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Since I know you’re all dying to know, I’ve successfully brought a healthy lunch in to work three days this week! And since I stayed home sick on Tuesday, that’s actually a 100% success rate. And todayI just zapped leftover Chinese from last night… since I did technically bring it from home, I think I’m going to count that as a “packed lunch” as well – what a way to start the year right!

While I abhor being sick (I really don’t like weakness all that much), it did give me some time to catch up on my reading.  So Tuesday I coughed and hacked my way through Jennifer Weiner’s latest bestseller, BEST FRIENDS FOREVER, along with the newly released #1 bestseller from Sue Grafton, U IS FOR UNDERTOW.  Oddly enough, this chick-lit novel and the crime fiction tale shared similarities…

I’ve read every one of Weiner’s novels and I can’t tell you why.  Pressure from society, I believe, because it definitely isn’t due to any overwhelming desire for the characters or relating to the writing.   I enjoyed GOOD IN BED and IN HER SHOES enough to give GOODNIGHT NOBODY a try… But GOODNIGHT NOBODY (and now BEST FRIENDS FOREVER) attempt to tie in a crime with the relationships/bonding/family/other “women issues”, which I find unnecessary.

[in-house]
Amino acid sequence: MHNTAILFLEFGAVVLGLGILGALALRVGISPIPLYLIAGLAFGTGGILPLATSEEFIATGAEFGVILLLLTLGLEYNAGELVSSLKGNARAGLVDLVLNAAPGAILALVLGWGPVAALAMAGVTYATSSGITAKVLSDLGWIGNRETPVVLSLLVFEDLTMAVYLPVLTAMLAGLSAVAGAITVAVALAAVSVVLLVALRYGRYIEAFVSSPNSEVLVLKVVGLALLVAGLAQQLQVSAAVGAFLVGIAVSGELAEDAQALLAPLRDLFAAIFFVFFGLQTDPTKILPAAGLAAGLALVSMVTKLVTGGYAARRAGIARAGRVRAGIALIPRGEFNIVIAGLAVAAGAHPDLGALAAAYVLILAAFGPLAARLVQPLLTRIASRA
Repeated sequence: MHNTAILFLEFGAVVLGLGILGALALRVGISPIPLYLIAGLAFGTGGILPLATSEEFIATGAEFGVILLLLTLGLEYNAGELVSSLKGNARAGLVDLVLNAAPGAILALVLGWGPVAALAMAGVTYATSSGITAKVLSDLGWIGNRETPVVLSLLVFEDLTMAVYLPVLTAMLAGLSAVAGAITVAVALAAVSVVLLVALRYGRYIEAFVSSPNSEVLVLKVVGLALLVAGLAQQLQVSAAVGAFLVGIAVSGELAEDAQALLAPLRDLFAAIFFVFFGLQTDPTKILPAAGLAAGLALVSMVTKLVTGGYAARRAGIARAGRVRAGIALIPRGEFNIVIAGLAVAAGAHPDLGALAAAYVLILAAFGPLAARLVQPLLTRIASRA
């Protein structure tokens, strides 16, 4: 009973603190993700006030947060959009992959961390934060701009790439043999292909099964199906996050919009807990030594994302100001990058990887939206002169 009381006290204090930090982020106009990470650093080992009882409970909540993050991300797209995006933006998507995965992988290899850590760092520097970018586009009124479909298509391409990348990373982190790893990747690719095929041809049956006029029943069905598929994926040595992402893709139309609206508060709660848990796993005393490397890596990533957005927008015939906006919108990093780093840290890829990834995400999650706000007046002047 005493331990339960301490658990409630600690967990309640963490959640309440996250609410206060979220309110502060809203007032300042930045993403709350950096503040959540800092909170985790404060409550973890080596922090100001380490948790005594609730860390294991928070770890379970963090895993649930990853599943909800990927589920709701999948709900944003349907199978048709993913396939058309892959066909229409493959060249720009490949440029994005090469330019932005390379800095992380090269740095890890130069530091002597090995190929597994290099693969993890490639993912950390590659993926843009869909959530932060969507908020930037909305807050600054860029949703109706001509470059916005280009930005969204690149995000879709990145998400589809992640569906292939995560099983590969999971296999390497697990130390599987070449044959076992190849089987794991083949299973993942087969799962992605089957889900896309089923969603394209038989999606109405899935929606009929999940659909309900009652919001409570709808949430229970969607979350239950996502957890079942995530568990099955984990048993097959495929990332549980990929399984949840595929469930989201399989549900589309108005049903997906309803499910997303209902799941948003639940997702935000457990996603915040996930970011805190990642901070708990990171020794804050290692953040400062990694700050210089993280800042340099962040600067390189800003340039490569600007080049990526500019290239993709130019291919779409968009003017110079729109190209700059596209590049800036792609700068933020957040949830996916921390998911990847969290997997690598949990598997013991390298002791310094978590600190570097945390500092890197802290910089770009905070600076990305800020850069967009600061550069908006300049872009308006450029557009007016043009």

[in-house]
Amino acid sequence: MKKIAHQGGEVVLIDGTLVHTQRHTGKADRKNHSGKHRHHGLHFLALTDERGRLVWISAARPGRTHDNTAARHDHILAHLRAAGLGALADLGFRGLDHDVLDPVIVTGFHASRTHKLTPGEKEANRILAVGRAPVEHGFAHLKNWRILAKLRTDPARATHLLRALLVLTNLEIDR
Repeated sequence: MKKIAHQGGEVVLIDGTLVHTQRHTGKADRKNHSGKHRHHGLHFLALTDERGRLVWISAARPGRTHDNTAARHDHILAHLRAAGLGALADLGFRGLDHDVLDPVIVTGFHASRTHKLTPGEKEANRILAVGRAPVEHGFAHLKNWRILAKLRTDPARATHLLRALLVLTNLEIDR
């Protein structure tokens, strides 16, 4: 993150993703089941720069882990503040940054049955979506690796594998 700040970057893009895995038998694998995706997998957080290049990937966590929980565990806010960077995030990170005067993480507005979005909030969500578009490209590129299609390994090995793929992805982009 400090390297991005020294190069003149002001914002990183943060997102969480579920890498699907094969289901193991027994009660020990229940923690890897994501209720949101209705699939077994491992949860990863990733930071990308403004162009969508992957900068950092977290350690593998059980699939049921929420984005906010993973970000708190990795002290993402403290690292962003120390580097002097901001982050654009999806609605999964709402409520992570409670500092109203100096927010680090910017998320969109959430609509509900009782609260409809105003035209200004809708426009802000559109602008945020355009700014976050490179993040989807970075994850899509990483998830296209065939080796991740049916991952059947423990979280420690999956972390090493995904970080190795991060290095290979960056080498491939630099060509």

In BFF, the Chief of Police enters a the house of a suspect and smells her pajamas – yes folks, I am not kidding.  I don’t find that sweet and sexy – I find it creepy. I want the police I read about to be enforcing the law, not skulking around remniscient of the Ohio Police Officer convicted in the eerily similar case of Sarah Jessica Parker’s surrogate!

U IS FOR UNDERTOW was my first Sue Grafton experience (though I launched into the book trustingly, since Pop Culture Nerd had positively reviewed it), though her 21st book.  As I assume you know, Grafton has been working through the alphabet, consistently with Kinsey Millhone as the Private Investigator protagonist.  I enjoyed this trip back to the 1980’s – a time before cell phones and the internet, and relished joining Kinsey in the library as she looked through – gasp – telephone books!

I also find Sue Grafton to be an interesting character herself, as she admits she started writing after dreaming of ways to murder her first husband.  Also, she and fellow bestselling author Robert B. Parker did a little Q&A on each others Amazon pages, which is rather endearing (not to mention I admit I grabbed this book from a box under my desk – always a bonus)!

So next time you find yourself needing a sick day (though I wish you a plethora of help and happiness in the new year), I encourage you to reach for the nearest Grafton, A-U, and give her a try.  I don’t actively dislike Jennifer Weiner – I especially enjoy her on Twitter, but think I need to give up on the reading of her novels as they’re not a match for me.  But I welcome any thoughts you may have.